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How to Choose a Prenatal Vitamin and Why Prenatal Vitamins Are Important

As I always say, a supplement cannot replace a healthy diet however I do feel it’s important to share that during pregnancy you have increased nutrition needs and things are a little different. You need to know how to choose a prenatal vitamin. There are certain micronutrients that provide specific health benefits for you and the baby. Prenatal vitamins have proven to be effective in preventing abnormalities and issues with development so it’s actually very important and highly recommended. Like really important. 

Can’t I just take my multivitamin?

No. Prenatal vitamins focus on essential nutrients specific for pregnancy. Don’t take shortcuts on this one. I encourage my clients to create an account under Fullscript https://us.fullscript.com/welcome/rdrxnutrition to ensure they are getting a high quality brand.

Order supplements through my Fullscript store.

When Should I Start Taking a Prenatal Vitamin?

In a perfect world, you’ll start taking prenatal vitamins before conception. It’s generally recommended for women of reproductive age to regularly take a prenatal vitamin. So if you’re sexually active, just go ahead and do it because the baby’s neural tube, which becomes the brain and spinal cord, develops during the first month of pregnancy (which may happen before you know you are pregnant). It’s better to be prepared and start early by getting into a habit of taking your prenatal vitamin. 

Vitamins and Minerals to Look for in a Prenatal Vitamin

Pro Tip: Put your vitamins next to your toothbrush, it’s easy to remember.

Folic Acid ~ 400-600 mcg:

Folic acid prevents neural tube defects including fetal brain and spinal cord abnormalities.

Eating foods high in folate like avocado, legumes, spinach, broccoli, asparagus, beets, peas and oranges. Roasted crispy brussel sprouts are my personal favorite source of folic acid. Many breakfast cereals are also fortified in folic acid. 

Recipes: Blueberry Banana Ginger Spinach Smoothie

 Iron ~ 27 mg

Iron helps your body make blood to supply oxygen to the fetus, supports development of the placenta and. Low levels can increase the risk for anemia as well. 

Prenatal vitamins with iron are often suggested, you should also include iron-rich foods like beans, lentils, fortified breakfast cereals, beef, turkey, and shrimp. 

Be smart: Pair your iron rich foods with vitamin C for better absorption including orange juice, grapefruit, strawberries, broccoli, tomatoes and peppers. 

Recipes: Chicken Chickpea Vegetable Soup

Calcium ~ 1000 mg

Helps promote teeth and bone development. All women ages 19 to 50, including pregnant women, need 1,000 mg per day. Milk, yogurt or other calcium-rich foods like cheese, sardines, salmon and seeds. 

Side note: most prenatal vitamins don’t contain this much calcium, so if you don’t get enough from your diet, talk to your doctor about taking a separate calcium supplement. 

Recipes: Overnight Oats 

Vitamins in a Prenatal

Vitamin D At least 400-600 IUD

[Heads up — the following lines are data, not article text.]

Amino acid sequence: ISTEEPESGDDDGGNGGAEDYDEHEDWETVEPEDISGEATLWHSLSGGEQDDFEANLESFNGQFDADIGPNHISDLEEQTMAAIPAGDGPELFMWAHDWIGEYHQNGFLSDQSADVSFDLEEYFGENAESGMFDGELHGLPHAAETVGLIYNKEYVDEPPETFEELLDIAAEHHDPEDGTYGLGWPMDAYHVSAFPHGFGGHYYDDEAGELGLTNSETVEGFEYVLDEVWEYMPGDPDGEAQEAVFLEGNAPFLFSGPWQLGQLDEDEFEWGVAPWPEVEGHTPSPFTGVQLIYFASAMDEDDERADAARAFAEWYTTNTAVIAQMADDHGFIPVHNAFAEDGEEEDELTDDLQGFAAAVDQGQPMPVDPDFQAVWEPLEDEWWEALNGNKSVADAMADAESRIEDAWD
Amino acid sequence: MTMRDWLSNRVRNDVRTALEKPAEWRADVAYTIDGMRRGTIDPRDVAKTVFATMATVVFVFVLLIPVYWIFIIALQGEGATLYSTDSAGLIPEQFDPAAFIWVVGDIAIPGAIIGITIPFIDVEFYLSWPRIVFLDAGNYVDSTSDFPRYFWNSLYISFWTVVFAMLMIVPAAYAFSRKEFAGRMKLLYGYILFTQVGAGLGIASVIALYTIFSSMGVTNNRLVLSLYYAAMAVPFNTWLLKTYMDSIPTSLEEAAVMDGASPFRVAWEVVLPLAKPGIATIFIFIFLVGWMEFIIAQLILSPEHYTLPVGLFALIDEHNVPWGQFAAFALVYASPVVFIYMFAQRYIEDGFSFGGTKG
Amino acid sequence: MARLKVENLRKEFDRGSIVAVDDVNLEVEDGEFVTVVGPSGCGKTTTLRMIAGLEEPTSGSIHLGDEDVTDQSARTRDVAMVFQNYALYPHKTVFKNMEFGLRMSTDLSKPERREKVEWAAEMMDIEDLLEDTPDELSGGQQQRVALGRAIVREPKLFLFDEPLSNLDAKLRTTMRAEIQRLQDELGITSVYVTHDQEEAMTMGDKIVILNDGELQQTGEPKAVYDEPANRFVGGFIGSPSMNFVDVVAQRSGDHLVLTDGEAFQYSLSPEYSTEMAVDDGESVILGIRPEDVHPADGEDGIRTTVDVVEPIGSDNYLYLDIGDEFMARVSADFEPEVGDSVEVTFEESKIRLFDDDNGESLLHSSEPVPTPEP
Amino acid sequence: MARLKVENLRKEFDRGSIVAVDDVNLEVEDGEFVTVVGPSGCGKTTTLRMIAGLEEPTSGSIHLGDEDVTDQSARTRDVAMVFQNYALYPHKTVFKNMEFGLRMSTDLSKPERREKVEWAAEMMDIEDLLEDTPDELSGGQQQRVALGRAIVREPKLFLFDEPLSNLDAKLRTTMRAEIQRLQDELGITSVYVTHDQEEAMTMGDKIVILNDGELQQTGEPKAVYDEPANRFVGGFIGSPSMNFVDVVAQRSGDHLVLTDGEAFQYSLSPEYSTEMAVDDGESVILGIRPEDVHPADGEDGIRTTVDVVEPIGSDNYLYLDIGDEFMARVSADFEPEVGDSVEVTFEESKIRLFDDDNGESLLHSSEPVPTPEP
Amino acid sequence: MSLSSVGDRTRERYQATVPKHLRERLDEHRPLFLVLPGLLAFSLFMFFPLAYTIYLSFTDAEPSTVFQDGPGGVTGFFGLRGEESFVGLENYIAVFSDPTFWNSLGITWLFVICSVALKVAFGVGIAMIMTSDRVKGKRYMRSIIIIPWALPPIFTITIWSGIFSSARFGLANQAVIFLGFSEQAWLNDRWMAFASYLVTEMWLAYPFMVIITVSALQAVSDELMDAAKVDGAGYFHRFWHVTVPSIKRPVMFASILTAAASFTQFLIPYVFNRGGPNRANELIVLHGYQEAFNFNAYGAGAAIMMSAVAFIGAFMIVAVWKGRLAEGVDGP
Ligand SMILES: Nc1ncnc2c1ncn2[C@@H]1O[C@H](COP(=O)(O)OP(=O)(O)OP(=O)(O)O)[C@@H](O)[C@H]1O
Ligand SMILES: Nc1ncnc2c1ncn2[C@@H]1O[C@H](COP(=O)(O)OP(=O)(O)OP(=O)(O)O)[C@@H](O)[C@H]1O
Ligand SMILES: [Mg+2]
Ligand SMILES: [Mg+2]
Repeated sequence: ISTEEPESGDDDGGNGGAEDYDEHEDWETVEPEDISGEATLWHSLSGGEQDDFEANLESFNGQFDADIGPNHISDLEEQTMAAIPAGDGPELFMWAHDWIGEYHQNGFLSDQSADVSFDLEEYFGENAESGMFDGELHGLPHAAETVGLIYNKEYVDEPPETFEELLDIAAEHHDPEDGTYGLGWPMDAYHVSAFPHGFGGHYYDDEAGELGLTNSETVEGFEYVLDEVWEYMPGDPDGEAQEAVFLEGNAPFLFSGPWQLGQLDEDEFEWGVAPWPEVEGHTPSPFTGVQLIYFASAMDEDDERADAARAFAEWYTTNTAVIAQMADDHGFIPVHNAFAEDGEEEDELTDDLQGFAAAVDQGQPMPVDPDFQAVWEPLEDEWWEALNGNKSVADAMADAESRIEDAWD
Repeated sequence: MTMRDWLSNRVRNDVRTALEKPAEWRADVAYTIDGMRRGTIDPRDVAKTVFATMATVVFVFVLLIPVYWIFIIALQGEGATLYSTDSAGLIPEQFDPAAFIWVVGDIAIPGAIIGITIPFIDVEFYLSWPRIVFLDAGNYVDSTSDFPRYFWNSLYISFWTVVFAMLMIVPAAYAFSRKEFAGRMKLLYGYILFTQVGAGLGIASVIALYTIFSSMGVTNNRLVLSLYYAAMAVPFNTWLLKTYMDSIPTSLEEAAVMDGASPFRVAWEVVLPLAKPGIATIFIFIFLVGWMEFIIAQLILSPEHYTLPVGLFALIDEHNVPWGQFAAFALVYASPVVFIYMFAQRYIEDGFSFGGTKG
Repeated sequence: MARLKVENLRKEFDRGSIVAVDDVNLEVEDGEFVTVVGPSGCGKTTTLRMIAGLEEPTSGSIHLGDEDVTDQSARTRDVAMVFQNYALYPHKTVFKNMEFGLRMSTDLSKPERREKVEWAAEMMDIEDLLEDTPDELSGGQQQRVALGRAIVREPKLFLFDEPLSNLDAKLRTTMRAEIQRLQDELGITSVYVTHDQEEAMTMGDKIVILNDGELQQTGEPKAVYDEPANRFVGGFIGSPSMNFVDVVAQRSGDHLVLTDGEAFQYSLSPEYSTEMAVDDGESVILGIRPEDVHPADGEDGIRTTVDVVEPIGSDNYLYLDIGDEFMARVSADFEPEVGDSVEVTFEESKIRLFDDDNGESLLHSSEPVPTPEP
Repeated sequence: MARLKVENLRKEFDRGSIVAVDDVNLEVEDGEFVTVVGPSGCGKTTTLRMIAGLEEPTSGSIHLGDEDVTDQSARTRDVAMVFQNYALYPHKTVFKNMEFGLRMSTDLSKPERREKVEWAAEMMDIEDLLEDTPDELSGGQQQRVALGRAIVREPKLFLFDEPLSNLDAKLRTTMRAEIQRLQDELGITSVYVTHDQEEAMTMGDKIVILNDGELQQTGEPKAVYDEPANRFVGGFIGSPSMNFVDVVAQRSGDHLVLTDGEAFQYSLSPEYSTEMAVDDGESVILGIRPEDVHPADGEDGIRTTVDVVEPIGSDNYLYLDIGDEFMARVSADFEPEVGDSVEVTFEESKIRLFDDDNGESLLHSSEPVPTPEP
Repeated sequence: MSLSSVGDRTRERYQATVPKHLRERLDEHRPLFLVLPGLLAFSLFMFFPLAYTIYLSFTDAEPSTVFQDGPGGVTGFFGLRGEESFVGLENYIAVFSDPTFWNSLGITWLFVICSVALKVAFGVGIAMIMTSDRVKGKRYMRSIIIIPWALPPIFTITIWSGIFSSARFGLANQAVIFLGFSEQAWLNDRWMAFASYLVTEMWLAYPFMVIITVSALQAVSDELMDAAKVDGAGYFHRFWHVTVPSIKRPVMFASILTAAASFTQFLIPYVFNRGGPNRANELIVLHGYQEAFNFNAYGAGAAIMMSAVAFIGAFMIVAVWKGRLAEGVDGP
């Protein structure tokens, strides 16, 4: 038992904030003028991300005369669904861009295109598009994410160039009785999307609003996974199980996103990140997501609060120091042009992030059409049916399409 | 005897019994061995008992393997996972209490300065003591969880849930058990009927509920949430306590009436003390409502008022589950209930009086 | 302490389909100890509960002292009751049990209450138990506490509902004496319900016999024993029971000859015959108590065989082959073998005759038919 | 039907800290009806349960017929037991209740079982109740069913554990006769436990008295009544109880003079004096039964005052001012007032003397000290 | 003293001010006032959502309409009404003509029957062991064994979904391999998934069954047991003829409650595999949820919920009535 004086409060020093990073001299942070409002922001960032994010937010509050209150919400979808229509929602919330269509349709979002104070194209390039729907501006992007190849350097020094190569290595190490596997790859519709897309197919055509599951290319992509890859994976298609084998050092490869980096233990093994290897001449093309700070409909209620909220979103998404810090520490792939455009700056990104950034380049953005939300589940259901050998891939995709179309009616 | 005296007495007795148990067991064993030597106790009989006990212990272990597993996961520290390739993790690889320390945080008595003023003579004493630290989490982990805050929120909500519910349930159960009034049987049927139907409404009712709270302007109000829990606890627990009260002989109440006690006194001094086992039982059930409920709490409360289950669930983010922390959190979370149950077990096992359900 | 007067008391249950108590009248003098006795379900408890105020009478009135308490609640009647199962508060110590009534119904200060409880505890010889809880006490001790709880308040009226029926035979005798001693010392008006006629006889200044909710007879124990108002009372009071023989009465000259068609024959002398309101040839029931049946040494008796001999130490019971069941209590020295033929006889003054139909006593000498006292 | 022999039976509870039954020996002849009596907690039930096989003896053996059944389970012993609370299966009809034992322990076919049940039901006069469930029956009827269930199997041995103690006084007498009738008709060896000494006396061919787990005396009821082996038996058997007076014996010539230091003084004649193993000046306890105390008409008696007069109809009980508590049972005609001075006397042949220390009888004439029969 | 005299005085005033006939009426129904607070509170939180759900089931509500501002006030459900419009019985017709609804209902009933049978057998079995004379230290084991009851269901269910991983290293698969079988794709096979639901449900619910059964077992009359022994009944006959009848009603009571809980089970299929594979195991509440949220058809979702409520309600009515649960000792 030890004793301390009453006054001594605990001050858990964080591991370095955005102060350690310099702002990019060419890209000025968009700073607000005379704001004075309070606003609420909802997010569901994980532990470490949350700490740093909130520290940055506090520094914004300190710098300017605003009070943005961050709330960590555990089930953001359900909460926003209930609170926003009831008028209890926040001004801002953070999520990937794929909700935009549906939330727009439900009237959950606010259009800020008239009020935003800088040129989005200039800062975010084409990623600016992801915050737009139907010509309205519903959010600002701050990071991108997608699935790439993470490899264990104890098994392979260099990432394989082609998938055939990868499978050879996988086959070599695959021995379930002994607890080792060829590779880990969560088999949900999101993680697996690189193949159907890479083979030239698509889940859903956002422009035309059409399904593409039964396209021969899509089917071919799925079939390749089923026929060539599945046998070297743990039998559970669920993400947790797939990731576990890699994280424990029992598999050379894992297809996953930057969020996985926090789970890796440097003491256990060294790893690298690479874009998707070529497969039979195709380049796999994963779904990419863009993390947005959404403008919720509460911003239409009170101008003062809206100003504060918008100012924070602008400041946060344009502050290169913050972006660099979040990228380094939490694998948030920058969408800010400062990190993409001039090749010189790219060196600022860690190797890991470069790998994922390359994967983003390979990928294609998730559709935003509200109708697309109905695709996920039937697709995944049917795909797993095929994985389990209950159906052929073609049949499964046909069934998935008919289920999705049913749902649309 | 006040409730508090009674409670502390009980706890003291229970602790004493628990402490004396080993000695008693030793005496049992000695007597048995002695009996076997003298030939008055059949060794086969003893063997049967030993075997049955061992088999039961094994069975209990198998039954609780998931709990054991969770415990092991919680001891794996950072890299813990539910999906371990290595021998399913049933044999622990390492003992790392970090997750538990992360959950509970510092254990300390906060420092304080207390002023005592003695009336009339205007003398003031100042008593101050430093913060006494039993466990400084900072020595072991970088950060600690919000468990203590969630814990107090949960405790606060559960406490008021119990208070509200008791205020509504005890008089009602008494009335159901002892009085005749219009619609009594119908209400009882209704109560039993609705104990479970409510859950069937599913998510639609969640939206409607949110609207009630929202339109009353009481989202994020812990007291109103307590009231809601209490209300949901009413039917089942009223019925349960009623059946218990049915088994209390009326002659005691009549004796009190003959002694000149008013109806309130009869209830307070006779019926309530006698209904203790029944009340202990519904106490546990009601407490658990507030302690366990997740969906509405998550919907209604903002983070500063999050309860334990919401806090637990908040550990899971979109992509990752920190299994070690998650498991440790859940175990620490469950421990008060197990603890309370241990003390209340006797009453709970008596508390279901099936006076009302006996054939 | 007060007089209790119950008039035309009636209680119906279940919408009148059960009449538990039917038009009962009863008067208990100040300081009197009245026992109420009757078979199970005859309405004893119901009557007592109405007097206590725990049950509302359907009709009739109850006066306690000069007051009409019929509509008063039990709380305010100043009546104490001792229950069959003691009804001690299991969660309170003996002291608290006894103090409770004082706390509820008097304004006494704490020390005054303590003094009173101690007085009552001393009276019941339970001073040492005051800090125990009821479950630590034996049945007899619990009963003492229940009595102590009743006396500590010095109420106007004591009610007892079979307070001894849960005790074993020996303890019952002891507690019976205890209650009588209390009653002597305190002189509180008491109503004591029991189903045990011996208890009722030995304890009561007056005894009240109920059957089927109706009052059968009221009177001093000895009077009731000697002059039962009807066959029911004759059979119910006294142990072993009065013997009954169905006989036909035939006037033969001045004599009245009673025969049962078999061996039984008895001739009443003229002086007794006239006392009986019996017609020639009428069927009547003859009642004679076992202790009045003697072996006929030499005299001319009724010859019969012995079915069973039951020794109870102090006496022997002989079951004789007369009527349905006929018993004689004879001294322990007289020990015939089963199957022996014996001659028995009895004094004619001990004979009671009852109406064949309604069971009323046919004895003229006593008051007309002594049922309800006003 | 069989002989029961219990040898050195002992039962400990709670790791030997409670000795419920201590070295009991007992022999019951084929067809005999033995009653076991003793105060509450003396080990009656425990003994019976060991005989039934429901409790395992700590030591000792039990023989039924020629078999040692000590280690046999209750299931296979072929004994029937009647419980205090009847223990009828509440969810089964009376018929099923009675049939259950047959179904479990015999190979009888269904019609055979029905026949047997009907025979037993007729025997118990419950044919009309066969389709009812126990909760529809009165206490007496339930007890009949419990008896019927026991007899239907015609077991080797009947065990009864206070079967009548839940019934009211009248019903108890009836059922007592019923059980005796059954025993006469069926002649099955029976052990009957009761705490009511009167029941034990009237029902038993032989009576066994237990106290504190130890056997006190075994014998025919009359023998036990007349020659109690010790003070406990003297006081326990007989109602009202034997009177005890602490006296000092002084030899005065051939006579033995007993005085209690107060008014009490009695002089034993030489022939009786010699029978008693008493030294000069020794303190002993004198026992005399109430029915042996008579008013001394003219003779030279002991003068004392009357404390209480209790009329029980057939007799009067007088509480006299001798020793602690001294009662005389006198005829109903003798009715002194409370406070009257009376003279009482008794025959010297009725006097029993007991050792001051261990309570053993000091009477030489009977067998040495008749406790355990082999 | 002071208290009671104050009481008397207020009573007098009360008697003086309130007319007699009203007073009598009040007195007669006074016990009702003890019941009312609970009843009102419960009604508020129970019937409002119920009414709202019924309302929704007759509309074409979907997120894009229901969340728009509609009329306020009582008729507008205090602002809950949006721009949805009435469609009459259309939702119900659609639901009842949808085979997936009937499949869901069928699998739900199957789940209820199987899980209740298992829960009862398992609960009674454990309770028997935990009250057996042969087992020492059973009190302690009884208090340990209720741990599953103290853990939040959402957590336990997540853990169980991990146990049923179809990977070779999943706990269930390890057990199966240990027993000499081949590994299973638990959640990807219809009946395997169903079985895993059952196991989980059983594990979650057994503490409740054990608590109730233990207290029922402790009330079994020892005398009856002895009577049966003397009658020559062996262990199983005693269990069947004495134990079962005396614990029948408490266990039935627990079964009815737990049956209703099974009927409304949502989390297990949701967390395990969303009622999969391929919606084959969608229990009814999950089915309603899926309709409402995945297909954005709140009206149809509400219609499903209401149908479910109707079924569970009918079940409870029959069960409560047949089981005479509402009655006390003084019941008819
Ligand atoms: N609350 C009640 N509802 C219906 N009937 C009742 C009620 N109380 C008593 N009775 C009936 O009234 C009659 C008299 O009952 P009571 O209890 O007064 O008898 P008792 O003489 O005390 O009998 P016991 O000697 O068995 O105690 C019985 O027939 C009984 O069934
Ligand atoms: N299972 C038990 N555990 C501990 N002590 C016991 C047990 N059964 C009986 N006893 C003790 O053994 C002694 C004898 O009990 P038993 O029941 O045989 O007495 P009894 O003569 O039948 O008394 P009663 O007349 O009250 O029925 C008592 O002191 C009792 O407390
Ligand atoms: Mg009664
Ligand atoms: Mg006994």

Vitamin D is essential combined with calcium to grow your baby’s bones and also keep yours strong. Most prenatal vitamins contain 400 IU of vitamin D, but the American College of Obstetricians and Gynecologists (ACOG) recommends getting 600. 

Vitamin D-fortified milk, salmon and egg yolks are also great ways to incorporate this vitamin into your diet. If your doctor suspects you may not be getting enough vitamin D (a relatively common issue among women), he or she may screen your levels at your first prenatal checkup.

Other Recipes: Almond Crusted Salmon

Iodine at least 150mcg before pregnancy, 220 during

Iodine is needed for thyroid hormone creation, and development of the brain and nervous system. The Institute of Medicine (IOM) recommends 150mcg pre-conception and 220 mcg during pregnancy. Not every prenatal contains adequate amounts of iodine. 

Iodine sources include iodized salt, shrimp, and dairy products like milk, cheese, and yogurt. If your doctor has any suspicion that you may be low in iodine, they may run a blood panel to check your thyroid hormone function. Or these levels may be screened at your first visit.

Recipe ideas to add more Iodine into your diet: Cottage Cheese Caprese and Yogurt Parfait 

Other Honorable Mentions for Prenatal Supplementation:

Omega 3s

Women should eat at least two servings of fish or shellfish per week before getting pregnant, while pregnant, and while breastfeeding. A serving of fish is 8 to 12 ounces (oz) (https://www.ncbi.nlm.nih.gov/pmc/articles/PMC3046737/)


Most pregnant women don’t get enough choline, so it’s important to include choline-rich foods like egg yolks or dairy in your diet or take a supplement that contains this vital nutrient. Choline is important for your health and is essential for fetal brain development and placental function.

What to Watch Out For With Prenatal Vitamins:

Since vitamins are categorized as “dietary supplements,” they don’t have the protection of FDA oversight. It’s important to buy a brand you trust. When looking at supplement nutrition fact labels pay attention to the percent daily value section (reference the image to the left). If the percentage is over 100% you may want to consult your doctor before purchasing the vitamin. The only value that may be higher during pregnancy vs a normal multivitamin will be folate (600mcg vs 400mcg). 

Other tips for buying high quality supplements and how to choose a prenatal vitamin:

A Guide to Buying the Best Supplements

I encourage my clients to create an account under Fullscript

Order supplements through my Fullscript store.
Prenatal Supplement Resources and References:

Co Author: Katie Kluth B.S. Exercise Science, CPT, Current Dietetics Student and Fitness Enthusiast, @thelittlemuscle, Kilowatt Wellness LLC on Facebook

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